One more thing: Jeanne Moreau is in this, and goddammit I love her. She is not the largest part, but she is riveting for every moment she is onscreen.

And now here's where you start to think I am a crazy person. I also watched Danny DeVito's 1987 film Throw Momma from the Train, which is a kind of comic adaptation (perhaps a spoof) of Hitchcock's masterpiece Strangers on a Train. DeVito directed this comedy and Billy Crystal is the star. And Anne Ramsey got an Academy Award nomination for playing DeVito's hateful, shrill, mustachioed mother. (A nomination that I completely fail to understand. She just screams and looks ugly. Wash your hair!)

I was never into these Billy Crystal comedies – City Slickers, Mr. Saturday Night, etc. – they all are geared toward these life lessons that we're supposed to learn. You know: the importance of friendship and get out of the city and back to nature and family is all that matters. I hate that kind of stuff, mostly because I don't believe any of it. But the real cardinal sin of these films, of course, is that they aren't funny. I mean, this is a problem, guys. (I've posted about this before, so I will shut up about it now.)

There are, sadly, not really a lot of trains in the movie, either, although they are a kind of motif that runs through the whole film.

Okay, one more thing, and it was 1987 so I deserve a break for this, but I kinda thought Billy Crystal was hot in Throw Momma from the Train. Seriously. I mean, it isn't a reason to watch the movie or anything like that, but he really is kinda sexy.

11 April 2011

Train Movies: Part 1

I don't know what got into me, but I watched Unstoppable, last year's Tony Scott film, and I liked it so much that I thought perhaps I would rent a couple of other train movies. I mean, there are quite a few famous ones – Sidney Lumet's Murder on the Orient Express comes immediately to mind – but, as I don't really re-watch movies, I thought I would check out a couple that I hadn't seen.

The thing that is great about Unstoppable is that it is, basically, a thrill a minute. The acting is passable, the storyline is highly improbable, and the whole thing has this very serious tone. It was also obviously written by the typical Hollywood writer who can't think of a more interesting villain than a big-business hatchet man whose main motive is "corporate greed" in the abstract. But I thought the whole thing was just so exciting. I mean, a train is barreling through Pennsylvania at like eighty-five miles an hour running into shit or nearly running into shit. I had a great time.

I watched Runaway Train, the Andrei Konchalovsky film with Jon Voight and Eric Roberts because I had thought that Unstoppable was based on this 1985 flick. Not so, it turns out. Runaway Train is a much smarter, much more 1970s-style film with an anti-hero in the Gene Hackman vein (I'm thinking of The Conversation and The French Connection). Runaway Train is about a prison breakout in Alaska. Jon Voight and Eric Roberts break out of the prison, sneak through the sewer system and get out to a trainyard somehow. After they get on the train, the drama really starts. This one doesn't have the suspenseful big-movie qualities that Unstoppable does, but it is not a film about trains crashing into shit like Unstoppable is.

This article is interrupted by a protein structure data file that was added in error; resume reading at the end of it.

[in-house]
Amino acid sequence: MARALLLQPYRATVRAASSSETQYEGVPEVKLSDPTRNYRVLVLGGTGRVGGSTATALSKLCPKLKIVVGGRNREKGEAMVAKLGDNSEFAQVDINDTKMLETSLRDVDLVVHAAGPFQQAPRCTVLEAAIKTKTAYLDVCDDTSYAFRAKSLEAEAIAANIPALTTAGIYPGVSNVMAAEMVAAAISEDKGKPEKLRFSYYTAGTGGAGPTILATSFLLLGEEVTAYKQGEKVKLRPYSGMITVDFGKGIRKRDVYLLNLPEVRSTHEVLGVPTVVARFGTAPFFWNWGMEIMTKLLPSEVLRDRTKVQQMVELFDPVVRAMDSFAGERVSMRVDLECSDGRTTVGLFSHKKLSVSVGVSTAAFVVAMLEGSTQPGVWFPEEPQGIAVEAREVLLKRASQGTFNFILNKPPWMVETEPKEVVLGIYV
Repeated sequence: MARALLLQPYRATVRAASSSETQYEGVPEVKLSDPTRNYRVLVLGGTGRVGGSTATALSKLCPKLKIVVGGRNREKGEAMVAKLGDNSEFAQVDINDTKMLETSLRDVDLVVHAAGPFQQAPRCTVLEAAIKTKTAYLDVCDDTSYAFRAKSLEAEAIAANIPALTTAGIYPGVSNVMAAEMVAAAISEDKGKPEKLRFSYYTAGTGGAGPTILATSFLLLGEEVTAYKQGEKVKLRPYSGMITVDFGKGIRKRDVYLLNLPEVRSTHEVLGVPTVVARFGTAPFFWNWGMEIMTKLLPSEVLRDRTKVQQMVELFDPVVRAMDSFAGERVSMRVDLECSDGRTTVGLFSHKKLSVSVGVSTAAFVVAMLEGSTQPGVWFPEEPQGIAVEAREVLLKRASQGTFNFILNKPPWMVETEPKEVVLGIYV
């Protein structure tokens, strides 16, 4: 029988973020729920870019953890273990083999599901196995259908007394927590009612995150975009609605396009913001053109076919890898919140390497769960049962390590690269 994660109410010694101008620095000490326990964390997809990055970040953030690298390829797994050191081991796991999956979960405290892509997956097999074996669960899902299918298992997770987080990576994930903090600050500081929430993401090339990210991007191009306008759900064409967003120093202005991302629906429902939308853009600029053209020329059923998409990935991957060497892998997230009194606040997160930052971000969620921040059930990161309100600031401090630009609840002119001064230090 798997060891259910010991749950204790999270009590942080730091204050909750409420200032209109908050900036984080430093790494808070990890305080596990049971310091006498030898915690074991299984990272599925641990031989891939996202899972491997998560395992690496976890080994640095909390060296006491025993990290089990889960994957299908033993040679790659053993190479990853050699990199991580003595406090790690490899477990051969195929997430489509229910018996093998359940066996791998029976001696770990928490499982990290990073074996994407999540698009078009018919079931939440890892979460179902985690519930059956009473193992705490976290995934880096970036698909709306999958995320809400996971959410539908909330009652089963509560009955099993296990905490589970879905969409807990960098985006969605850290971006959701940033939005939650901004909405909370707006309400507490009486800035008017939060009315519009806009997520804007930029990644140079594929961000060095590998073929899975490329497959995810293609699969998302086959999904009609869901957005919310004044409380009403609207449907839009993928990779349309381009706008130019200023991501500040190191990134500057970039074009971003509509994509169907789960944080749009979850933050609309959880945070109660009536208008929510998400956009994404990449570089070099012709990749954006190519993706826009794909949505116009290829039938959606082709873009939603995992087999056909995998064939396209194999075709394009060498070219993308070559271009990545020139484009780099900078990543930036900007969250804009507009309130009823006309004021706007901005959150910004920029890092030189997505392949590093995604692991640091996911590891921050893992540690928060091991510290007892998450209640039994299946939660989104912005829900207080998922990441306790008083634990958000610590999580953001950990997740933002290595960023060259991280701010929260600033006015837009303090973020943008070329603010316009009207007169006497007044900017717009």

Instead, Runaway Train is a film with an interesting ethical center, a movie interested in ethical conundrums and the essential humanity of the incarcerated. I was really into it, and since Runaway Train takes place on a train going ninety-five miles an hour, it's hard for it not to be suspenseful. Runaway Train also has an absolutely great ending, and you know how I love a great ending.

More train films to come. I'm just getting warmed up.

04 April 2011


I don't usually post about what I did today anymore. I am tending, these days, to want to talk about what I thought today instead. This weekend, though, has been a weekend of activities more than it has been one of consideration.

On Friday night, after teaching my play-analysis students about Bourdieu's theory of the field of cultural production (discussion of which went absolutely swimmingly), I headed over to one of the tracks on campus to participate in FSU's Relay for Life for 2011. It was amazing. We were up all night walking the track and raising money for cancer research. It felt like a very college thing to do... the kind of thing we didn't have at the university I attended for my baccalaureate degree. I had an absolutely great time, my hips and feet have been sore since, and I haven't been able to fall asleep before 3.00a for the last two days.

Then today, my friend Kalon and a whole bunch of our friends got together for our own version of Epic Meal Time (we are obsessed with them).

We made a table of nachos. Covered in:
Macaroni & cheese with bacon, jalapeños, tomatoes, and Cajun seasoning
Grilled carnitas
Chicken marinated in tequila and Cointreau
Black beans with tequila and bacon
Carmelized onions with bacon, mushrooms, and red peppers in tequila
Ten pounds of cheddar
Sour cream
More fresh onions
Pico de gallo

It looked like this:
I cannot even begin to pretend that any of this was logical or provide any explanation that makes any kind of sense. But it was exhilarating.